“Intense spiritual thirst” as Chichester Cathedral reopens
The Dean of Chichester has spoken of the “intense spiritual thirst” which has brought worshippers back into Chichester Cathedral now that services have resumed.
The Very Rev Stephen Waine, who as Dean has overall responsibility for co-ordinating and developing the life of the Cathedral, said the first services back had been profound and intensely moving, especially in their moments of silence.
Services returned following the latest relaxing of lockdown in England.
“With the conditions for Sunday communion, the capacity is determined locally according how big and the lay-out of your building. We put chairs two metres apart in the main body of the cathedral, and we got 72 chairs in.
“And it was full on (the first) Sunday. We had congregations of 70 people each at 9.30am and 11am for very simple Holy Communion.
“There was still no singing of hymns but Charles (Harrison, organist and master of the choristers of Chichester Cathedral) is back now off furlough, and it was lovely. He was able to play.
“I was really interested to see who would be there because a lot of our regular people are still either shielding or self-isolating because they are in vulnerable groups. But I just felt such a sense of spiritual thirst that people had come to slake… and to drink from what they had been missing.
“The atmosphere was completely different. The silences were really profound. We were not able to do all the social stuff. People had come to the church purely because they wanted to pray. They wanted to say their prayers. People were really focused on what they were really there for. At the end of the service, we usually do coffee, and obviously we couldn’t do that. I encouraged people to leave unless they wanted to sit and listen to the organ music… and people did. They just sat there and listened and then left quietly. It was profoundly moving.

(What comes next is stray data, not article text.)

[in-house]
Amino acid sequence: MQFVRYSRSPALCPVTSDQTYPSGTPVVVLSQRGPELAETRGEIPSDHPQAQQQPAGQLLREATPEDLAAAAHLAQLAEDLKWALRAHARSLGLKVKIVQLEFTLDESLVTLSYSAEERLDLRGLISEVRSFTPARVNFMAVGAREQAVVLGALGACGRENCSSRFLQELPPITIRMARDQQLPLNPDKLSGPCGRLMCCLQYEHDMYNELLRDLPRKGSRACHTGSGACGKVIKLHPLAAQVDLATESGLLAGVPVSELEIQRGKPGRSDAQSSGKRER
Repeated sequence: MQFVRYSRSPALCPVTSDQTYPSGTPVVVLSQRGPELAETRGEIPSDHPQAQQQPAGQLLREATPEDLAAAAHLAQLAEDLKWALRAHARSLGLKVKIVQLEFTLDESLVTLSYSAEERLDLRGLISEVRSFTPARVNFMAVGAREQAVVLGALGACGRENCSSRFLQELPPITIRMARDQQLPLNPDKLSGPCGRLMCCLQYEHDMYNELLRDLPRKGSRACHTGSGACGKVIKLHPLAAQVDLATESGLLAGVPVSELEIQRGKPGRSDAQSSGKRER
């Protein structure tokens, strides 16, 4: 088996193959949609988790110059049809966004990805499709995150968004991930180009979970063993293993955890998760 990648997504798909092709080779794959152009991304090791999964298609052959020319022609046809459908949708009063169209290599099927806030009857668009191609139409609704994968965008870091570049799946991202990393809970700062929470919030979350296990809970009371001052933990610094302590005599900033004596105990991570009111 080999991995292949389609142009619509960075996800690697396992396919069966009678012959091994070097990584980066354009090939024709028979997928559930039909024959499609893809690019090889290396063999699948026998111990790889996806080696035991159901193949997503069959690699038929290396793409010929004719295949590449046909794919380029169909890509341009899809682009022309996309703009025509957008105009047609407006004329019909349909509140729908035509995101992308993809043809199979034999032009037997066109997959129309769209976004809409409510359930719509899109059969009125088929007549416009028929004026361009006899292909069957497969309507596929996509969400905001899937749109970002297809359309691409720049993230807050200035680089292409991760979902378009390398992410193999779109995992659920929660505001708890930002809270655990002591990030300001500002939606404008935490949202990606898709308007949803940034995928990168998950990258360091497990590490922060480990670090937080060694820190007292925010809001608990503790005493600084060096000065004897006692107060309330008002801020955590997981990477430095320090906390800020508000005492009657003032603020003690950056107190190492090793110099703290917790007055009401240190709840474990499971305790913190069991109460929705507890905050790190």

“It was astonishing. I have been doing this for 35 years. I have never experienced a Sunday like it. It was just absolutely pure. It was about what we are supposed to be here for.
“It was invigorating. When you get back into it, you realise just how much you have missed it.”
And certainly, with singing not currently permitted, there was added depth and poignancy to the silences: “It felt very profound… and intensely moving.”
One of the Sunday communion services was streamed – just as the cathedral has been streaming during lockdown.
“It felt that there was an appetite for it. You look at the viewing figures and by Monday morning, the viewing figures were 450, and that is 450 devices, not people. You imagine families watching together on their devices.
“And from past experience, we have had people watching from the US and various part of Europe and even New Zealand, and in one case Thailand as well. People have been watching from a very wide area. I think streaming will be here to stay.
“It has been something that we have been able to offer to people, and people have appreciated it. There are still people who are shielding or self-isolating and they will continue to do so until they feel that it is safe to come back.
“We have been trying to make things as normal as we can and trying to keep in contact.”
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